Since the picture above constitutes the grand total of my (un)sewing the last couple of days, I thought I’d talk about jeans.
I just checked back and realized it’s been over a year since I made my first pair of jeans for myself! Wow. Where did that time go? Geez, I was so darned proud of that first pair. Funny considering I really hate wearing them now, although more because of the fabric, which I never did like, than anything else.
Anyway, inspired by Carolyn’s autopsy of her recently-deceased black jeans, I thought I’d muse self-indulgently a bit over one of my favourite things to stitch up.
Depending on how you count it, I’ve now made seven or eight pairs of jeans for myself. Nine if you count the Lekala sailor shorts. These fall into two categories, stretch and non-stretch. Since I made my first pair of non-stretch jeans not that long ago, I can’t really comment on quality, so today I’ll just be talking about my stretch jeans, all of which are based on the infamous Jalie 2908 pattern. You can find all the Jalie jeans posts here, or all the jeans posts ever here.
I picked this pattern because it was highly recommended on PatternReview.com for something approaching the kind of jeans I like to wear, which are low-rise, tight-fitting stretch denim. The Jalie pattern is mid-rise, close fitting, stretch flares. From my reading, I was pretty sure that I would be making several stylistic modifications, and probably a couple of fit ones as well. For style, I would be lowering the rise and reducing the leg-flare to a straight-below-the-knee style (something I’d found in a single RTW pair back in 2004 or so and been looking for ever since that one beloved pair went to the great closet in the sky), and probably going down a size as, based on the models in the photo, I thought the jeans as pictured were a little loose for stretch denim (your mileage may vary.) For fit, I expected to dart the yoke and add, oh, 5″ of length to the leg or so.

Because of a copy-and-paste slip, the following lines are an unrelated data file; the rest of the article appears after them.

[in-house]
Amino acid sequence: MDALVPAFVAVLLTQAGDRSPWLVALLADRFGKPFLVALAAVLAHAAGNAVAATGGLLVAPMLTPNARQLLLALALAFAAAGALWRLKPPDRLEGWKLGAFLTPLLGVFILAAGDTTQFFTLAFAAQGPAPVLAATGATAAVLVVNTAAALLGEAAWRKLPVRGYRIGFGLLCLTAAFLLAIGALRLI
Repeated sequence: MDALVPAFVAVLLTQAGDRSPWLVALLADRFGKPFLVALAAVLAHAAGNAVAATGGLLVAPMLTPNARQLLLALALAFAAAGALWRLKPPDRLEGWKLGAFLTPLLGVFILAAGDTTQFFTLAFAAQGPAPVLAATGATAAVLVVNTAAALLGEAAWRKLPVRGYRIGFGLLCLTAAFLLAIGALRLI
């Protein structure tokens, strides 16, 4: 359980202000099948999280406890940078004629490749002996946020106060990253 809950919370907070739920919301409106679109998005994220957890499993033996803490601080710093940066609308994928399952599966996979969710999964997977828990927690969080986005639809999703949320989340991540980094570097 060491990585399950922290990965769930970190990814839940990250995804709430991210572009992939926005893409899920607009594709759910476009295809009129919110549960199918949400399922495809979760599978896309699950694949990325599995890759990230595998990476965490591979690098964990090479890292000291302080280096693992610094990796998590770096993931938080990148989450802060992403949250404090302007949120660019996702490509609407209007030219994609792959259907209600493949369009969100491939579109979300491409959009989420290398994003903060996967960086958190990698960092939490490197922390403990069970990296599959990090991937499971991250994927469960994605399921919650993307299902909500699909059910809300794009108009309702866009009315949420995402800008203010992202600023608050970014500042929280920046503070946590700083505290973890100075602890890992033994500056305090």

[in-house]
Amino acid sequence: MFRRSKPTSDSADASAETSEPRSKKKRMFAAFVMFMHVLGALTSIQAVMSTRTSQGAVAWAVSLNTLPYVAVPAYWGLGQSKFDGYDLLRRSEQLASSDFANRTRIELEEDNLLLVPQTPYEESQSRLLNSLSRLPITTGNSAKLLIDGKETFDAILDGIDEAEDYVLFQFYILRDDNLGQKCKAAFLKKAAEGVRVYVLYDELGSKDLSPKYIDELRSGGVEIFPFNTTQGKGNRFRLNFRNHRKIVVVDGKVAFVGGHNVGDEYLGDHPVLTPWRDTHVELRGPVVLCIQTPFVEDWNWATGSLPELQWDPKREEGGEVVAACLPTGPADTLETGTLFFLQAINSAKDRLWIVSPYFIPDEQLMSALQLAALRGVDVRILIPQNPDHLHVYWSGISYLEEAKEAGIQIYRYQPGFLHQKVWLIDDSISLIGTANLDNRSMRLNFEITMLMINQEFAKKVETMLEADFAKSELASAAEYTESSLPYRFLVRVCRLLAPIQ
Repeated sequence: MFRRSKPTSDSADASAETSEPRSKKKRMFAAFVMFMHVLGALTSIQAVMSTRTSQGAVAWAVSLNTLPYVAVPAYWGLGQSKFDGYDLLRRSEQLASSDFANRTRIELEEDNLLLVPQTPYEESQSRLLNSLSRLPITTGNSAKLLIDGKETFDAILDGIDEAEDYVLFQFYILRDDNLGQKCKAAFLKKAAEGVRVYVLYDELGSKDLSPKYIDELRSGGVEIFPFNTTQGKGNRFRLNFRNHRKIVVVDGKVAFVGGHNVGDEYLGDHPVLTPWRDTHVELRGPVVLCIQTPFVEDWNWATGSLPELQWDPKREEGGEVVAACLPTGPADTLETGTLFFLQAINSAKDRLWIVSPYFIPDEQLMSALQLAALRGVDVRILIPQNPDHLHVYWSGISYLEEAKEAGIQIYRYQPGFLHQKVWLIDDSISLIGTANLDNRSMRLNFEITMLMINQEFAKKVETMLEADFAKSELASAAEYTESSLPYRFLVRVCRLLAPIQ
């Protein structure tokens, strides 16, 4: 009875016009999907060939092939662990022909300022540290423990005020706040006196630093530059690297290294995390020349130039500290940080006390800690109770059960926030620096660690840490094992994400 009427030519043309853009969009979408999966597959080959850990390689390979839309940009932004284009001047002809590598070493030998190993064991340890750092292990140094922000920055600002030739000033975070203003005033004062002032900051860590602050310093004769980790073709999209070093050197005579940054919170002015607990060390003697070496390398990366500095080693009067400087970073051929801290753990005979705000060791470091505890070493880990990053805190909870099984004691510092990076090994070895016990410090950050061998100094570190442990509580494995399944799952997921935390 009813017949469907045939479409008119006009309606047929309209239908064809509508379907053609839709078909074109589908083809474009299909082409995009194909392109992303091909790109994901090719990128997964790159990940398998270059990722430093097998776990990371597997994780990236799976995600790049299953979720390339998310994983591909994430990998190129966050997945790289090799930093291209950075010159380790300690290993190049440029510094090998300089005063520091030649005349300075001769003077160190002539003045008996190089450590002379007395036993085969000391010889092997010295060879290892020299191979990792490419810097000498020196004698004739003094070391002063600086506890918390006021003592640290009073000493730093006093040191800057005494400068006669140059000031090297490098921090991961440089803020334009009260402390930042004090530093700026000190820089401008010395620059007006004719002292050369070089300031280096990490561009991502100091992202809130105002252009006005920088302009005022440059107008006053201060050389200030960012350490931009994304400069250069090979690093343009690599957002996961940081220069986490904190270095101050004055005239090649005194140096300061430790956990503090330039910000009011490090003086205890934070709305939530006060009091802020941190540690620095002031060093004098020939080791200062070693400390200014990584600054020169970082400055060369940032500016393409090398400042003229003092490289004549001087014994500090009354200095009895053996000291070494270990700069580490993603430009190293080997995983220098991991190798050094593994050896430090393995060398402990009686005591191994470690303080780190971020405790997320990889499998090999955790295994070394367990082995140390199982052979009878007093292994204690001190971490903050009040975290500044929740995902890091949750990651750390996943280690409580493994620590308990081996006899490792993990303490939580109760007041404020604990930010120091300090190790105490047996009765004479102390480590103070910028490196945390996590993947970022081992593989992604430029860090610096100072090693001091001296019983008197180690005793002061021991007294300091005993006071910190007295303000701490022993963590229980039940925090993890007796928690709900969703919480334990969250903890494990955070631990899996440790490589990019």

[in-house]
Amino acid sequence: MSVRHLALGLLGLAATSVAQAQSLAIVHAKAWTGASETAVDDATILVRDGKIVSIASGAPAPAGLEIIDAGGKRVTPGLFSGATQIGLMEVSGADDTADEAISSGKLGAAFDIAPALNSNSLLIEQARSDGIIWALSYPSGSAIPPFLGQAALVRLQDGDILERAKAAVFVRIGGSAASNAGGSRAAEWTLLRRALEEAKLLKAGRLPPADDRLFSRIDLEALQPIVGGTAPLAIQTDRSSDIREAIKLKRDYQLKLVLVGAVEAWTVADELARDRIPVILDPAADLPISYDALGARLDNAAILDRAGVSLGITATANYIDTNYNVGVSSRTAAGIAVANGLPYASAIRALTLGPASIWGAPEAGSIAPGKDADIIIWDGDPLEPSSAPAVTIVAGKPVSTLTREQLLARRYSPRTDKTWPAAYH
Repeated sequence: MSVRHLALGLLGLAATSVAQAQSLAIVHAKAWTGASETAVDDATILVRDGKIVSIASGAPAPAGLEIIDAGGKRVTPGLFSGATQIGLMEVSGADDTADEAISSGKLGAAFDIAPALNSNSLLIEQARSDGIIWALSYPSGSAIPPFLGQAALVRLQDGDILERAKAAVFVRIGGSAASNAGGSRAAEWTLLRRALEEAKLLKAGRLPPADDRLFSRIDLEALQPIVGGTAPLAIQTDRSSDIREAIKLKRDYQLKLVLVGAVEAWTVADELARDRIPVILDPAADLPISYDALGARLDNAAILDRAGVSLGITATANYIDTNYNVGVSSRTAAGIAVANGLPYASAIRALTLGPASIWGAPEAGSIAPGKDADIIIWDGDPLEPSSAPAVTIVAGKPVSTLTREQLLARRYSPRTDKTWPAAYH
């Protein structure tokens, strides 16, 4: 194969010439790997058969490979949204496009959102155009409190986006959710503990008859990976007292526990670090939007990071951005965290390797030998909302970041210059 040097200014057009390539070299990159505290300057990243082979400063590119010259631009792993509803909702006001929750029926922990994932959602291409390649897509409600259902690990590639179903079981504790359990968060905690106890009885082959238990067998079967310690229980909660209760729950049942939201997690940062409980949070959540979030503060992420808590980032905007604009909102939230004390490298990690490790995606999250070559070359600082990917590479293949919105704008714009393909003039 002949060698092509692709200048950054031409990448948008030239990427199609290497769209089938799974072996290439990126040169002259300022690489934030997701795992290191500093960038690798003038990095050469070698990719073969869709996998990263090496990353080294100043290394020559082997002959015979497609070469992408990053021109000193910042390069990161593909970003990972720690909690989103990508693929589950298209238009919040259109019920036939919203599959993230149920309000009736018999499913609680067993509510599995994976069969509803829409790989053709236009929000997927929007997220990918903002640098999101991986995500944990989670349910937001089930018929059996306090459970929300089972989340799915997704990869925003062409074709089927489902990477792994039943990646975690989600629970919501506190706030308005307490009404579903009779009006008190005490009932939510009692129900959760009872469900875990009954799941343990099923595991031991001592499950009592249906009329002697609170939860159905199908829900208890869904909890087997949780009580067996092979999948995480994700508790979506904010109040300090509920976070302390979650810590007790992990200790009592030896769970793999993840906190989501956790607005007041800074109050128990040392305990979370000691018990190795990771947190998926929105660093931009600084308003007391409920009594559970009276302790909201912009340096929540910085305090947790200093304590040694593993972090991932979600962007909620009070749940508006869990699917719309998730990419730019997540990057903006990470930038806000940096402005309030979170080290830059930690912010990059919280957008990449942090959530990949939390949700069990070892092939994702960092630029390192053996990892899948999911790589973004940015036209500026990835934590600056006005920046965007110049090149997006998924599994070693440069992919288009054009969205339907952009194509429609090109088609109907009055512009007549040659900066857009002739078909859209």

At the time I was a bit perplexed by why the Jalie jeans were drafted with such a flat butt. It seemed like pretty much everyone needed to modify the yoke, and the lady behind Jalie even has a tutorial out there on how to do the fix, both during construction and on the pattern for your next pair. Then I watched (well, over the phone) my mom try to make flat-seat adjustments on some pants she made back in the winter.
WAY harder than just taking a little dart out of the yoke. So. Yoke-dart for the win.
Jeans are actually not terribly difficult to make. Denim, even stretch denim, is a lovely fabric to work with, sturdy and well behaved. Where you run into trouble is:
The clapper. This is one of those unfinished blocks of smooth wood, often topped with a point presser. You iron your seam, get it good and steams up, and then press and hold this on top until it cools down. It’s amazing how much more this flattens out fabric than ironing alone—I know I was always pressing the iron on longer than I should and then scorching my fingers trying to push things down after taking the iron off. Trust me, the clapper is better.
- A hammer. Yes, you heard me. Technically this is best done with a rubber mallet, as a metal hammer has a tendency to break some of the fibres around the edges. A sharp-edged rock-hammer even more. Although probably most of you don’t have rock-hammers lying around, so you won’t run into this problem. Anyway, hammering a bulky seam also flattens it, even more dramatically than the clapepr, just be careful you don’t put holes in your fabric. Especially if it’s a thin denim. [Rock-hammer pic]
- Handwheel. Most of the thick spots in jeans are going over seams, and don’t last very long. A lot of places where the machine motor jams up and just won’t go through all the layers, you can carefully handwheel a stitch or two to get it started, or even get you past the trouple spot completely.
- Two threads through the needle. If you can rig your machine to hold two spools, then hold the threads together and thread the machine as usual. This gives the top side of the stitch more oomph, plus you can use any regular thread, which gives you an extra-wide colour range to choose from.